Saturday, October 16, 2010

Lessons From the Chile Miners

The human spirit is sometimes a wonder to behold, as the news this week of the rescue of the Chilean Miners from the San José mine made headlines all over the world. I watched some of the live pictures on Sky News and couldn't help feel joy for the miners and delight for the Chilean nation. 

Photo from The Santiago Times.
Two months is a long time to spend in the same place - let alone 700 metres underground in the company of 32 other men. The photo to the right of the last miner rescued Luis Urzua with Chilean President Sebastian Piñera shows what it means to be free after such an ordeal. A fantastic story that the Chileans themselves, despite the cost. It is estimated by The Santiago Times  to be about $20 million US dollars - this is $1 million more that the company (San Esteban Primera) which runs the mine owes in total debt.

I looked for an educational angle in the miners experience - did they use the time to learn some new skill, take classes, or teach one another new ideas and concepts? I have not found that they had any formal education underground. I think this would have been a wonderful opportunity for learning from each other as well as from above ground. This would have been the ultimate test for Distance Education - a virtual classroom underground would have been some story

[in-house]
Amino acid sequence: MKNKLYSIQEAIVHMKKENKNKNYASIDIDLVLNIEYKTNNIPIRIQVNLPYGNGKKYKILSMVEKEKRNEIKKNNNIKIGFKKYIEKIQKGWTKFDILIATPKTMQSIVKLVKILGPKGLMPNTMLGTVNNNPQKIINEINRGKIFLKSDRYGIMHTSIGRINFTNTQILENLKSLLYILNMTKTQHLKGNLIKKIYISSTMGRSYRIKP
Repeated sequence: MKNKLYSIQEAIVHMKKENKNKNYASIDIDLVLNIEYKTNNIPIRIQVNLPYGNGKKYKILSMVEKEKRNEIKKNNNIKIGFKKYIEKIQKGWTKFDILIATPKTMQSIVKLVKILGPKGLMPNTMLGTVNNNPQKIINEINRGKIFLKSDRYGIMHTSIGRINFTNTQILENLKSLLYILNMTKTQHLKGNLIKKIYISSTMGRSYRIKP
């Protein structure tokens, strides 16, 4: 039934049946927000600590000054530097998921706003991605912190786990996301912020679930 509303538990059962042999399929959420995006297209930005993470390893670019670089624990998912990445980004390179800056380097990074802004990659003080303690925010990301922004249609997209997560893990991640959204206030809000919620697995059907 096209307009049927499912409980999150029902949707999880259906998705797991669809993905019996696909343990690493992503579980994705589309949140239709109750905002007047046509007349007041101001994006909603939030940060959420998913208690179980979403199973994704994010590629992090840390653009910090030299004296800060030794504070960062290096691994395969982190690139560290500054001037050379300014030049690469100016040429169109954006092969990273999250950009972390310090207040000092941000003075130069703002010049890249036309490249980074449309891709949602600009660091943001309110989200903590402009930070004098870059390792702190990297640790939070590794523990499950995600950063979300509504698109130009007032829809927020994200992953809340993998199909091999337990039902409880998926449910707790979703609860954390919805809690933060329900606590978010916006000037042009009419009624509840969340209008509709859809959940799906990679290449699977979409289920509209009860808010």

I took a brief look around the Web for some stories and learnings from the miners. Steve Tobak writes in BNET (CBS's Interactive Business Network) on 4 Leadership Lessons From the Chile Miners. Like us all, Steve is inspired by how they organized, supported each other, and in my mind, demonstrated the very best of what the human race is capable of doing under extremely challenging conditions. He also gives us four leaderships lessons as follows (read article for full details):
  1. Humans really are at their best under extreme adversity
  2. Leadership, management, and organization are not just business concepts
  3. Embracing emotion aids survival
  4. Democratic organizations or “social collectives” where everyone has a voice are inherently problematic

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